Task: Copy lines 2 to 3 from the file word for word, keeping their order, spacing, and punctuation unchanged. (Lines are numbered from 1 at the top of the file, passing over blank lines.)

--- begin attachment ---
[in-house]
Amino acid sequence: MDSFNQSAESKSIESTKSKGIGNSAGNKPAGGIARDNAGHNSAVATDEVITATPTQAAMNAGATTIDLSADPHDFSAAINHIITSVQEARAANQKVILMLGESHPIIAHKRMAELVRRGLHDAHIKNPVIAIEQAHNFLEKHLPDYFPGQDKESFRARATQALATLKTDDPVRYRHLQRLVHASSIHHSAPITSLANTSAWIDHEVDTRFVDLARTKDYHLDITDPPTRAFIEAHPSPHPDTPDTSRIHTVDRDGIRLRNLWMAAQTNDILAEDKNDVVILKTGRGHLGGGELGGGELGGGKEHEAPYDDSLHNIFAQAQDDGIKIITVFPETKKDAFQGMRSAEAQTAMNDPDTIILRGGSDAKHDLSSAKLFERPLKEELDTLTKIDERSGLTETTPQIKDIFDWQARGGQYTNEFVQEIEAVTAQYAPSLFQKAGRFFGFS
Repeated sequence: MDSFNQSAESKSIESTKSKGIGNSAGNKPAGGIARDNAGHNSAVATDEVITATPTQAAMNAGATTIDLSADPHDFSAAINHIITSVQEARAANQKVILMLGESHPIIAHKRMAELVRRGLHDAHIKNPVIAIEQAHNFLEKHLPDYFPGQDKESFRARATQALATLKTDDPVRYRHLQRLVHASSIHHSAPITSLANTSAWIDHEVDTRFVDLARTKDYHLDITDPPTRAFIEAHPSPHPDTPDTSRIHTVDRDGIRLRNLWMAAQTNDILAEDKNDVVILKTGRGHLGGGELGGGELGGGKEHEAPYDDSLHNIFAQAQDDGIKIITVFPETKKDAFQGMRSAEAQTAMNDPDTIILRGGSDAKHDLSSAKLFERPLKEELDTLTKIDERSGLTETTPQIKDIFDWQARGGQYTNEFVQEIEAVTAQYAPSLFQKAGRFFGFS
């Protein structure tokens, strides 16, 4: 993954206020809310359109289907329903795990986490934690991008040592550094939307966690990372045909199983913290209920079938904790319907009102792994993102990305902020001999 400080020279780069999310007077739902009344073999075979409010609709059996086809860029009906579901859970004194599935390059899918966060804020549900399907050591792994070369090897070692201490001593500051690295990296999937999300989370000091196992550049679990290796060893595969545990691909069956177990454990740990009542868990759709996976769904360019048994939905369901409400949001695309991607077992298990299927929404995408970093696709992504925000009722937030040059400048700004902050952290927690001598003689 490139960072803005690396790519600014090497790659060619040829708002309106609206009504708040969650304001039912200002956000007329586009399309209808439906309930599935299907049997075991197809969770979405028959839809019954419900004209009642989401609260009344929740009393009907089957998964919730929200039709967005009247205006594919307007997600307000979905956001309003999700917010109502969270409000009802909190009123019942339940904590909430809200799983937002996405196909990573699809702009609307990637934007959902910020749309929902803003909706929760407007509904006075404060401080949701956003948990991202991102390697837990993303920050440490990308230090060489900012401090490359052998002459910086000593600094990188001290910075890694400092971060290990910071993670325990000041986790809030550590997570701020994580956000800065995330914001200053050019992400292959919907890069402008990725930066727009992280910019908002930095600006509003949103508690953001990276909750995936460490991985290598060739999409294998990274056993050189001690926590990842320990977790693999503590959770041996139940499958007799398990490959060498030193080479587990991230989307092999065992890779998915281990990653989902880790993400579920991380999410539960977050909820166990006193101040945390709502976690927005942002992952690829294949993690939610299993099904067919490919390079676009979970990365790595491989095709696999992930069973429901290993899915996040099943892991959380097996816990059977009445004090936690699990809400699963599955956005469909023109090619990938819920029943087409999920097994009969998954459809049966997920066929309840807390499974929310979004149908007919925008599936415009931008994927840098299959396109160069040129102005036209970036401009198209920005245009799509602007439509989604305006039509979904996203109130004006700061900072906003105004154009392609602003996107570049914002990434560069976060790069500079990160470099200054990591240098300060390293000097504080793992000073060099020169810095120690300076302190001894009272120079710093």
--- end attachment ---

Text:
Amino acid sequence: MDSFNQSAESKSIESTKSKGIGNSAGNKPAGGIARDNAGHNSAVATDEVITATPTQAAMNAGATTIDLSADPHDFSAAINHIITSVQEARAANQKVILMLGESHPIIAHKRMAELVRRGLHDAHIKNPVIAIEQAHNFLEKHLPDYFPGQDKESFRARATQALATLKTDDPVRYRHLQRLVHASSIHHSAPITSLANTSAWIDHEVDTRFVDLARTKDYHLDITDPPTRAFIEAHPSPHPDTPDTSRIHTVDRDGIRLRNLWMAAQTNDILAEDKNDVVILKTGRGHLGGGELGGGELGGGKEHEAPYDDSLHNIFAQAQDDGIKIITVFPETKKDAFQGMRSAEAQTAMNDPDTIILRGGSDAKHDLSSAKLFERPLKEELDTLTKIDERSGLTETTPQIKDIFDWQARGGQYTNEFVQEIEAVTAQYAPSLFQKAGRFFGFS
Repeated sequence: MDSFNQSAESKSIESTKSKGIGNSAGNKPAGGIARDNAGHNSAVATDEVITATPTQAAMNAGATTIDLSADPHDFSAAINHIITSVQEARAANQKVILMLGESHPIIAHKRMAELVRRGLHDAHIKNPVIAIEQAHNFLEKHLPDYFPGQDKESFRARATQALATLKTDDPVRYRHLQRLVHASSIHHSAPITSLANTSAWIDHEVDTRFVDLARTKDYHLDITDPPTRAFIEAHPSPHPDTPDTSRIHTVDRDGIRLRNLWMAAQTNDILAEDKNDVVILKTGRGHLGGGELGGGELGGGKEHEAPYDDSLHNIFAQAQDDGIKIITVFPETKKDAFQGMRSAEAQTAMNDPDTIILRGGSDAKHDLSSAKLFERPLKEELDTLTKIDERSGLTETTPQIKDIFDWQARGGQYTNEFVQEIEAVTAQYAPSLFQKAGRFFGFS